Story 62

It was a privilege

I worked for Group Captain Cheshire, whom we all called GC, for a year. The job of Secretary to the Manager of the Maunsel Street office, Arthur Bennett, had been advertised in the Times.

Amanda Tempest-Radford

He interviewed me and then told me that the Group Captain was also looking for a PA, and so I found myself working for the great man instead.

When I started in July 1988, GC was just setting up his new charity, the World War Memorial Fund. There was a huge amount of work for the new charity as well as my routine duties — typing up his audio tapes, sending letters and talking to people who were waiting to see him and, from time to time, even making breakfast for early meetings. GC seemed to be constantly dealing with so many things at the same time that it was a relief when he met and took on a highly efficient volunteer — Gillian Graham. She and I shared a very small office and luckily got on very well — although we didn’t always agree about filing!

GC was immensely busy and yet, when considering any one project or scheme, he was completely focused and an eternal optimist. The Maunsel Street office was a rabbit warren of small rooms, with a garage in the basement. The ground floor housed the offices of, amongst others, Simon Hardwick, solicitor and general secretary, Molly Roe, the personnel manager, and Dennis Lacey, the office manager, who sorted out our then primitive and confusing new computers.

A lift took us past Lynette Learoyd and Ronald Travers in their international office on the first floor. At the top of the house, a long corridor housed Wally Sullivan, Marjorie Lawton, Virginia Goldie and other essential members of staff. GC’s office and mine were at the end, in his private flat. There he received a fascinating variety of the great and good of the time, such as Group Captain Peter Townsend and Imran Khan.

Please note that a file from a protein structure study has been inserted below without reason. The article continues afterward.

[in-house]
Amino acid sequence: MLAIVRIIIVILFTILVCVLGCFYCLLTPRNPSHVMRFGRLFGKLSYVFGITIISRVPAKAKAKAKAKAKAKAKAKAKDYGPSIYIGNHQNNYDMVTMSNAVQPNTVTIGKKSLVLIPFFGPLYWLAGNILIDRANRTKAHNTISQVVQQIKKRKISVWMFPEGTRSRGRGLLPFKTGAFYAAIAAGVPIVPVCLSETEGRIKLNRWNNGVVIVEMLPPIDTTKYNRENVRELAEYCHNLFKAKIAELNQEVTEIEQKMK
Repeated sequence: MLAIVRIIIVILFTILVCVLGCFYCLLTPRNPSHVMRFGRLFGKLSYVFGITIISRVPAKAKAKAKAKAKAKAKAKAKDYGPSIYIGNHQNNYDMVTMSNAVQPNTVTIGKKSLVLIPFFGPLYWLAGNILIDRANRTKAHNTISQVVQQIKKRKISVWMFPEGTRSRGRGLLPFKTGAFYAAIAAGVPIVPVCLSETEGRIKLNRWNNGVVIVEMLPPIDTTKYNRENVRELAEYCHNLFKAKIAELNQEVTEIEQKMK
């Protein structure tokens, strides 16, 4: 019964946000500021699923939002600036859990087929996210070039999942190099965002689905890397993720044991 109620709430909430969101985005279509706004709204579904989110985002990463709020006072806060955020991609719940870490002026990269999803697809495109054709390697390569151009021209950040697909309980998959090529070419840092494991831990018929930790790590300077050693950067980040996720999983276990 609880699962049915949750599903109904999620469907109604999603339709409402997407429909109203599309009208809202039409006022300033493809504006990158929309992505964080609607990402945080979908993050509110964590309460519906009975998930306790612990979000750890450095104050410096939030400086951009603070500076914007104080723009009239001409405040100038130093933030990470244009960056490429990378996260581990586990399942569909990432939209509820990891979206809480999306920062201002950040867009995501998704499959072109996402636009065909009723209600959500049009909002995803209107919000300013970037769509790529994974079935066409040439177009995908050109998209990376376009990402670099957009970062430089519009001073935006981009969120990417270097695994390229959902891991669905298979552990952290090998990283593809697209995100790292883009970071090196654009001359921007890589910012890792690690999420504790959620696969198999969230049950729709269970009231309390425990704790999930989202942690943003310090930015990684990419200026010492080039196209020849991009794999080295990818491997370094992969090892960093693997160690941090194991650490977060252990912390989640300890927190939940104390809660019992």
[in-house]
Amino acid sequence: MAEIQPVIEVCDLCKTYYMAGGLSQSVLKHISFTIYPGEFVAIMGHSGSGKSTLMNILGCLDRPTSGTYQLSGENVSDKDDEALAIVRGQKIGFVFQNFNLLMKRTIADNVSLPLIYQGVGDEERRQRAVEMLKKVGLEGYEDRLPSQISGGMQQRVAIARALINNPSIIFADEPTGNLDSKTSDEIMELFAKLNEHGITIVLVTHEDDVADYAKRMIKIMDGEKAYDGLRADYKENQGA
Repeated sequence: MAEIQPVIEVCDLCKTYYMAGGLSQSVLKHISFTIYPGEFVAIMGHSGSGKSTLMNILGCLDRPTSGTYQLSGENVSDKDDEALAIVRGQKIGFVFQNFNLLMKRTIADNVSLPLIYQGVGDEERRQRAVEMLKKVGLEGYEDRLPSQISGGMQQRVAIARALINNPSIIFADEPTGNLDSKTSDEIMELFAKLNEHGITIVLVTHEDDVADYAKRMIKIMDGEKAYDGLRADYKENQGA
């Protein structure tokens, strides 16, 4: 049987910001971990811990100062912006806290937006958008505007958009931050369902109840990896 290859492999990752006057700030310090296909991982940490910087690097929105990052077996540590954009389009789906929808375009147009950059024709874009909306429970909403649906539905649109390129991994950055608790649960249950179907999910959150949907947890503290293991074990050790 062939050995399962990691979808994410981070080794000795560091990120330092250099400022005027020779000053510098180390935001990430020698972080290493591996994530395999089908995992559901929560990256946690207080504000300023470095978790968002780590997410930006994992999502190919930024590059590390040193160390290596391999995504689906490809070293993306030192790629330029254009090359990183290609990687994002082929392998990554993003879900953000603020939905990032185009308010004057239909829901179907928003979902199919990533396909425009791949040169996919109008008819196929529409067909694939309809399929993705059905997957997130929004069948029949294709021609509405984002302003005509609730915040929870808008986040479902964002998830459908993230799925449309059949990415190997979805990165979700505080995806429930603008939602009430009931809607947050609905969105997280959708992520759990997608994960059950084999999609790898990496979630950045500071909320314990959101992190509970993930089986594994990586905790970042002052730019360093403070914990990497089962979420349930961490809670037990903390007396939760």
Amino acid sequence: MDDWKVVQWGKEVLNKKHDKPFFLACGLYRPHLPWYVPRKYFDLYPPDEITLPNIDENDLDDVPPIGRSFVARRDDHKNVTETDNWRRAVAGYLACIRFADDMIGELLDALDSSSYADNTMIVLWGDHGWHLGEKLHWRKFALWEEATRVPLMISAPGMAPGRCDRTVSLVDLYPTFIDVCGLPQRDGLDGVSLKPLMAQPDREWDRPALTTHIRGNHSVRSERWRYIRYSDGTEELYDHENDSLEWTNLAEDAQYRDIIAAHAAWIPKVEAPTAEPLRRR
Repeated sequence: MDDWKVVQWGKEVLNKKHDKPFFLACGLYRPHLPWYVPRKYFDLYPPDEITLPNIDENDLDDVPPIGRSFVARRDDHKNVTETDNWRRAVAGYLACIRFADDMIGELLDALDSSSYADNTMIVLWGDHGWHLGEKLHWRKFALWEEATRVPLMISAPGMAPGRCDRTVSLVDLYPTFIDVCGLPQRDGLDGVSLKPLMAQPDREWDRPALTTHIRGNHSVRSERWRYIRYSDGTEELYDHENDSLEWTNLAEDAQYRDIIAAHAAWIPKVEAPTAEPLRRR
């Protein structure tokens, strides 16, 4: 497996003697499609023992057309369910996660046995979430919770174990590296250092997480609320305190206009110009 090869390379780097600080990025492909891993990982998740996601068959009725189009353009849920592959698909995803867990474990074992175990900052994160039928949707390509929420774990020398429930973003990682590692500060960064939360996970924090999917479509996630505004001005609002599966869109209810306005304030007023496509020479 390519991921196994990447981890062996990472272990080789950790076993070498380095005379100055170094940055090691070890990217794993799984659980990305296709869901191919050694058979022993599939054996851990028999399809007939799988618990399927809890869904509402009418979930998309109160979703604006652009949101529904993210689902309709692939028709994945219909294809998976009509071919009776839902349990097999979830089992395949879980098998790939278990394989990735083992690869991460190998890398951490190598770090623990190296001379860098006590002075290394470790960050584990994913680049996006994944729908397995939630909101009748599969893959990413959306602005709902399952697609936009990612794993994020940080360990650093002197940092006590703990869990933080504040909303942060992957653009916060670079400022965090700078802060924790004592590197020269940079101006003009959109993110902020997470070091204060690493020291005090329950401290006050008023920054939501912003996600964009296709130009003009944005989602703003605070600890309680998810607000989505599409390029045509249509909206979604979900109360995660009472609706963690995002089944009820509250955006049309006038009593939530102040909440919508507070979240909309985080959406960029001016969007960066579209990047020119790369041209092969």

He was a notable convert to Catholicism and I have a vivid image of him walking around Vincent square with Cardinal Basil Hume. The Cheshire Homes sent a group every year on pilgrimage to Lourdes; I took part in one of these – as a Handmaid of the Lord! I have always had an interest in helping disabled people — in 1971 my former husband and I established Ferrier’s Barn at Bures, on the Essex/Suffolk border, which still runs as a day centre for young disabled adults.

On official occasions GC would wear all his military medals which included his Victoria Cross, DFC and DSO — both with bars — and reminded one of his extraordinary Second World War record in the Royal Air Force.

In spite of his busy schedule, GC, who was a keen sportsman, would regularly ask me to ring Ken Fletcher to book a game of tennis with him at the All England Lawn Tennis Club. At weekends, he usually joined his wife, Sue Ryder, at their home in the remarkable centre she had founded for displaced persons in Cavendish, Suffolk.

When Leonard Cheshire started his own Foundation there was little provided to improve the lives of disabled people who were frequently left in geriatric wards day after day with nothing to do. Added to which, access to facilities and transport was then almost non-existent for those with limited mobility. Cheshire Homes offered varied, friendly and positive surroundings; their Founder did an enormous amount to change the lives of many severely disabled people.

It was a privilege to work for Group Captain Cheshire and I shall always remember that busy and inspiring year at Maunsel Street.

It was a privilege to work for Group Captain Cheshire and I shall always remember that busy and inspiring year at Maunsel Street.